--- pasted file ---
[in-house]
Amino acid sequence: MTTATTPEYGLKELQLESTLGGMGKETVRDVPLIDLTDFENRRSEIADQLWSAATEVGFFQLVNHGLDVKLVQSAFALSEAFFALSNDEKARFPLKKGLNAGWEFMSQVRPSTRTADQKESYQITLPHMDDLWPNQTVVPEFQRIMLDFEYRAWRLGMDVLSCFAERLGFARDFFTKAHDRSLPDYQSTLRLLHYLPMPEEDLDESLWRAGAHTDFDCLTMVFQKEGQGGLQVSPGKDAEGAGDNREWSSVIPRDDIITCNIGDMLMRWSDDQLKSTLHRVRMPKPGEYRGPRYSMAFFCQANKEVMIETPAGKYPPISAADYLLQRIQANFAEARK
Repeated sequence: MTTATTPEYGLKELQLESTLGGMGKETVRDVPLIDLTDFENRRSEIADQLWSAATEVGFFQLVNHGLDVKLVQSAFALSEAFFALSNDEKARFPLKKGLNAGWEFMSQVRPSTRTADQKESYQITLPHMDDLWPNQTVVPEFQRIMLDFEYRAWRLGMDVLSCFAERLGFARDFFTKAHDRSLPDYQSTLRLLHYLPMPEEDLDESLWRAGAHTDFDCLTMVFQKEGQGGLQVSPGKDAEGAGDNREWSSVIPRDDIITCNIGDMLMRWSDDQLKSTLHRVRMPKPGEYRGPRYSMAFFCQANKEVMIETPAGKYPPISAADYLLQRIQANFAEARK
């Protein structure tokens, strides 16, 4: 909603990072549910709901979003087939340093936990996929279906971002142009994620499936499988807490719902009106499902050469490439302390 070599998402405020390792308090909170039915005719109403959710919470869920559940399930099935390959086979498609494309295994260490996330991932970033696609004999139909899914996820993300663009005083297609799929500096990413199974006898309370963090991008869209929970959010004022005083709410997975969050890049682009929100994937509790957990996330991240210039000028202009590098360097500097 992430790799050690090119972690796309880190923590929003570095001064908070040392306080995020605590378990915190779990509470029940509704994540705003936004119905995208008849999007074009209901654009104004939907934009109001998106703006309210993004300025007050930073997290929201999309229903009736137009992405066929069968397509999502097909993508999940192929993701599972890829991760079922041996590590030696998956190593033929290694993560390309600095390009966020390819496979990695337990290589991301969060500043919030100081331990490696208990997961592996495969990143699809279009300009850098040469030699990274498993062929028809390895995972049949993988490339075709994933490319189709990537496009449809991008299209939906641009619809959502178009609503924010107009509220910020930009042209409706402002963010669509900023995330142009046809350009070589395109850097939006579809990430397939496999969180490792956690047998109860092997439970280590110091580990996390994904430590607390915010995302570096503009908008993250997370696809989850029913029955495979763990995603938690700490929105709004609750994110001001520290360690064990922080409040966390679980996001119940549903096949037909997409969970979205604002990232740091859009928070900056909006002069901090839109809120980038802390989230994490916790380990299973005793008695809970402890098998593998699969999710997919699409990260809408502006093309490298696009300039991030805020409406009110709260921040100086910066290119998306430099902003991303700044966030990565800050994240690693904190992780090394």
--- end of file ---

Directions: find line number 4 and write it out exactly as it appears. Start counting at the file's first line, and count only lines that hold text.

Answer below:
């Protein structure tokens, strides 16, 4: 909603990072549910709901979003087939340093936990996929279906971002142009994620499936499988807490719902009106499902050469490439302390 070599998402405020390792308090909170039915005719109403959710919470869920559940399930099935390959086979498609494309295994260490996330991932970033696609004999139909899914996820993300663009005083297609799929500096990413199974006898309370963090991008869209929970959010004022005083709410997975969050890049682009929100994937509790957990996330991240210039000028202009590098360097500097 992430790799050690090119972690796309880190923590929003570095001064908070040392306080995020605590378990915190779990509470029940509704994540705003936004119905995208008849999007074009209901654009104004939907934009109001998106703006309210993004300025007050930073997290929201999309229903009736137009992405066929069968397509999502097909993508999940192929993701599972890829991760079922041996590590030696998956190593033929290694993560390309600095390009966020390819496979990695337990290589991301969060500043919030100081331990490696208990997961592996495969990143699809279009300009850098040469030699990274498993062929028809390895995972049949993988490339075709994933490319189709990537496009449809991008299209939906641009619809959502178009609503924010107009509220910020930009042209409706402002963010669509900023995330142009046809350009070589395109850097939006579809990430397939496999969180490792956690047998109860092997439970280590110091580990996390994904430590607390915010995302570096503009908008993250997370696809989850029913029955495979763990995603938690700490929105709004609750994110001001520290360690064990922080409040966390679980996001119940549903096949037909997409969970979205604002990232740091859009928070900056909006002069901090839109809120980038802390989230994490916790380990299973005793008695809970402890098998593998699969999710997919699409990260809408502006093309490298696009300039991030805020409406009110709260921040100086910066290119998306430099902003991303700044966030990565800050994240690693904190992780090394």